This model will promote clinical-community collaboration through:

  • Screening of community-based consumers to identify key unmet SDOH needs;
  • Provision of referrals and navigation support for community-based consumers to increase awareness of and access to community services; and
  • Encouragement of alignment between clinical and community-based organizations to ensure that community services are available and responsive to the needs of targeted community-based consumers.

It is important to note that while the ACO construct is based on CMS rules and regulations, CMS allows flexibility so that each community ACO may differ in structure, payment models, and other characteristics. The Medicare provisions for ACO certification provides for adequate flexibility in the design of the ACO structure—allowing them to create programs and services that meet the unique needs of their communities and consumers. Some of these ACO models offer incentives for efficient high quality care and are not penalized for exceeding their budget or care. If an ACO can come in under budget while still meeting quality metrics, they may receive a bonus payment from Medicare.

Shared savings ACO quality measures are segregated into four key domains and include over 30 metrics.  These domains serve as the basis for assessing, benchmarking, rewarding, and improving ACO quality performance.  Each of the 4 domains are equally weighted and account for 25 percent of an ACO’s quality score. 

The four domains include:

  1. Patient/caregiver experience
  2. Care coordination/patient safety
  3. Preventative health
  4. At-risk populations

Why Partner with an ACO?

Older adults are the predominant population of Medicare beneficiaries. They are also among the nation’s most vulnerable and costly populations affected by chronic disease.  As such, many ACOs are seeking opportunities to provide prevention and wellness services to improve the management of their patients’ chronic conditions. Studies have shown that personal behavior impacts health outcomes by 30-40%. Therefore, it is important to offer evidence-based Chronic Disease Self-Management Education (CDSME) programs that increase patient awareness and build skills that address healthy diets, smoking, physical activity, substance use, and more.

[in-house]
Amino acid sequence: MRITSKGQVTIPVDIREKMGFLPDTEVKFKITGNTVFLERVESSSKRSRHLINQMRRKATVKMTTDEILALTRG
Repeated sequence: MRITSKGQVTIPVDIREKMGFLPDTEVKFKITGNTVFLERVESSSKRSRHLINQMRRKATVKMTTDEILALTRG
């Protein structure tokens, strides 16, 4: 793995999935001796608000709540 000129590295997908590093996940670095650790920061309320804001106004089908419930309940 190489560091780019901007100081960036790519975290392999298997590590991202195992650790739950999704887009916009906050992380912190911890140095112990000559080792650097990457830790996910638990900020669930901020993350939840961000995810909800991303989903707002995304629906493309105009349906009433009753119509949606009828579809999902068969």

CDSME programs are evidence-based. They have been shown to engage and motivate patients so that they are more involved in their care, increase their self-efficacy for symptom and health care management, and improve a number of measures related to health status, health care and costs. CDSME programs are well suited to help improve the status of high risk patients because they are: peer-led, provide a supportive environment to facilitate change, and empower patients to take charge of their health.

ACOs are designed to foster patient involvement, patient education, and self-management support. They play an important role in encouraging patients to keep appointments, attend health education activities, and self-manage their medical conditions.  Moreover, as noted earlier, ACOs must meet quality of care metrics in order to qualify for bonuses.  For example, patients with diabetes mellitus, have specific prevention measures that must be completed annually.  Self-management programs can help to motivate patients to complete these screenings in a timely manner which, in turn, enhances the quality scores for the ACOs.  In addition, ACO patients are surveyed annually. The Consumer Assessment of Healthcare Providers and Systems (CAHPS) is administered by independent organizations approved by CMS.  There are a myriad of CAHPS survey versions which are specific to the kind of organization being evaluated. ACO consumers complete the Clinical & Group version of CAHPS. CAHPS surveys measure a broad swath of consumer satisfaction topics.

Measures most likely to be impacted by CDSME programs include:

  • Provider support for managing chronic conditions;
  • Provider-consumer communication;
  • Health Promotion and education;
  • Health status and functioning; and
  • Help taking prescribed medications.

Considering all of these factors, ACOs are good candidates for offering or making referrals to evidence-based workshops.  However, before referrals can be made, the ACO and the community-based organizations need to establish a contract and a business associate agreement in order to share patient data. The ACO will issue their own contract and business associate agreement for the community-based organization to review and execute.

Helpful Resources